There should be a file in the Cinder mnt named the same as the test volumes id number.  After you verify that the volume was indeed created, it can be deleted.

  1. Networking for the provider network and an image to test with are added now.

  1. Lastly a project for use by end users is created. These steps can be run every time a new project is needed. Be sure to replace all instances of the word “test” with the name of your project, and the password with the password you would like the default user to have. That password is “temp” in this example.  The user is created with the same name as the project. Note that ‘default’ cannot be used as a project name.

Also note that the exported values for some of the OS variables are being changed so that commands will be run as the temp user.  If you want to go back to full admin rights after, you will need to source the keystonerc_admin file again.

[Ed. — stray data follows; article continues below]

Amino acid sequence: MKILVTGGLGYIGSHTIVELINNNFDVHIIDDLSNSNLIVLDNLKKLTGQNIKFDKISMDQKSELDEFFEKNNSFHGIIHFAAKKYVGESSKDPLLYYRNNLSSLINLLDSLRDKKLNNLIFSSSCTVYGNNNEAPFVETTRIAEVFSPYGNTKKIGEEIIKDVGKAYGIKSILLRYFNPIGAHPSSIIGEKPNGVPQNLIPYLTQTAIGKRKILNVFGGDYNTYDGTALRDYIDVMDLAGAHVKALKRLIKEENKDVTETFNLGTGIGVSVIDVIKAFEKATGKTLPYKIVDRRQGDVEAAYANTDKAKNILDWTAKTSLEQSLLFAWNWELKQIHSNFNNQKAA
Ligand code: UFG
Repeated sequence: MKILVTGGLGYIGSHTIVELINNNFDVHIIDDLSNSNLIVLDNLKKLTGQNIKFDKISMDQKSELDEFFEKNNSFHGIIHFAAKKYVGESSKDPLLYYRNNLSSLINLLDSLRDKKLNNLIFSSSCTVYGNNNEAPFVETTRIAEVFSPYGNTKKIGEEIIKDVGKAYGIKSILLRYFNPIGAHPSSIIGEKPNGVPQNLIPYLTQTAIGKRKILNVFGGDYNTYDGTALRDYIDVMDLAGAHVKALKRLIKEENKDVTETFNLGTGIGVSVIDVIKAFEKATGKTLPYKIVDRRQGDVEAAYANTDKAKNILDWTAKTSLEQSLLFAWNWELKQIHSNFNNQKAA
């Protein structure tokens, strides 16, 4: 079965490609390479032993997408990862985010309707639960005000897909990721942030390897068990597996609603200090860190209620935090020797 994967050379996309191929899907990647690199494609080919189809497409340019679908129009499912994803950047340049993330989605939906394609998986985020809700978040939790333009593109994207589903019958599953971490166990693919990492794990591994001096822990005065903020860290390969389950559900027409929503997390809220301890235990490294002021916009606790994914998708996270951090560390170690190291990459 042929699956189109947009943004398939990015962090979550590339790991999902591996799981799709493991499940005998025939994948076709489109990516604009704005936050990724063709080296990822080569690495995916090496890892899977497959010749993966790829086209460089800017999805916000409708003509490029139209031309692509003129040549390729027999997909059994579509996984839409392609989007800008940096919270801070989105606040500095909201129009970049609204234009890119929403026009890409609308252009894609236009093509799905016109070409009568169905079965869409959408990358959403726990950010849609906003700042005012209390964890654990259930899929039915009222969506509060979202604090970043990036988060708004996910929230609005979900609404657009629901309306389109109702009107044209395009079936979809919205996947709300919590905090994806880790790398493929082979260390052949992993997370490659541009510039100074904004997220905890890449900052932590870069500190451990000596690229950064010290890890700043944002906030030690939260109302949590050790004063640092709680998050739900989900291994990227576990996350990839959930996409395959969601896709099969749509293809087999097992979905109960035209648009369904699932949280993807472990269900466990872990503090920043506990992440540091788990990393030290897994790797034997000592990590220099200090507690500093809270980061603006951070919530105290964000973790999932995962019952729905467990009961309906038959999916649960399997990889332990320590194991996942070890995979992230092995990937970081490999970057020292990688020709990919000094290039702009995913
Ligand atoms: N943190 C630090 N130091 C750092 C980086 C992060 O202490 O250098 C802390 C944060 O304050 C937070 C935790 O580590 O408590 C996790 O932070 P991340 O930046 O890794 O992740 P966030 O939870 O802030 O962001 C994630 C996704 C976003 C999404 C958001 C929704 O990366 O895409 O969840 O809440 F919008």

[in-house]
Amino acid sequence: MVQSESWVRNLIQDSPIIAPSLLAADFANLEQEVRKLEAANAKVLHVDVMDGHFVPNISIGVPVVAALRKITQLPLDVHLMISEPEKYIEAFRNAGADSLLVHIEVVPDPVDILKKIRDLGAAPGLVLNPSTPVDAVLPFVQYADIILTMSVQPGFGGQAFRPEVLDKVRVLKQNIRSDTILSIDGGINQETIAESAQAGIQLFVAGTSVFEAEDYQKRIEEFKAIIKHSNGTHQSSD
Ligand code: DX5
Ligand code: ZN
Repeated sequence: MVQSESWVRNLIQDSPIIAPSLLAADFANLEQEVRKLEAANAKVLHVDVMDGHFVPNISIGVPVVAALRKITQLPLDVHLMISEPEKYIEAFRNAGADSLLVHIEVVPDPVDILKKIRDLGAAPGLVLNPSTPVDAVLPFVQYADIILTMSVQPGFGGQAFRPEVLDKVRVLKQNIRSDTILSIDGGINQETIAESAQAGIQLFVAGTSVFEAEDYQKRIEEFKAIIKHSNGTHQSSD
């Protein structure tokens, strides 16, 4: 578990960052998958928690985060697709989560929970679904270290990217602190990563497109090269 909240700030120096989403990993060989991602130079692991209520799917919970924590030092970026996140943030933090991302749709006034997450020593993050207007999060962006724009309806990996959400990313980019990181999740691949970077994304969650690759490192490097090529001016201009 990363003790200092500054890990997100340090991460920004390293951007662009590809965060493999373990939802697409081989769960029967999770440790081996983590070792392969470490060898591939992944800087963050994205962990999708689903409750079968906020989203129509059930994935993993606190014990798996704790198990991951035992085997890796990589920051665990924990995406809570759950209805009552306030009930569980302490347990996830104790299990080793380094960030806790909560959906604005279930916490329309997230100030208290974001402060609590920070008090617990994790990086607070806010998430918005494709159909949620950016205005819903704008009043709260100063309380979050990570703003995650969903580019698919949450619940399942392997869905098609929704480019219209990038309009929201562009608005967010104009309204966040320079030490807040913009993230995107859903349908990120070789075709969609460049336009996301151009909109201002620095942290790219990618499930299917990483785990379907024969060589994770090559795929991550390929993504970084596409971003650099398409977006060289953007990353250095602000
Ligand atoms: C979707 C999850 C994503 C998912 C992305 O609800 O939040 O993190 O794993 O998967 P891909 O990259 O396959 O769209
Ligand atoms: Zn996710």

• If the system ever has to be rebooted, wait for ONTAP Select to fully boot and then restart the Cinder and Manila services

Now there is a running single node system that can provide compute, shares, and block storage for an Edge private cloud. In addition, SnapMirror can be used to backup all the Manila shares to any other ONTAP system, including ONTAP Cloud, and access them. Also, the Cinder FlexVol can be backed up and, if needed, the presented Cinder volumes can be mounted as loop back devices remotely to get read only access to them in case of disaster, or verifications.

For more information on ONTAP Select visit the Select information site on NetApp’s website at http://www.netapp.com/us/products/data-management-software/ontap-select-sds.aspx

In a follow up post on the topic of this Edge system, I will demonstrate how you can use ONTAP Select to manage the configurations, lib files, and database for OpenStack making restoring or rebuilding an edge node back to its full configuration, with all shares, volumes, and instances a minor matter.

David Blackwell
Technical Marketing Engineer for OpenStack at NetApp
David is a twenty year IT veteran who has been an admin for just about every aspect of a DataCenter at one time or another. Currently he is the Technical Marketing Engineer for OpenStack at NetApp. When not working, or tinkering with new software at home, David spends most of his free time on his hobby of 3D printing.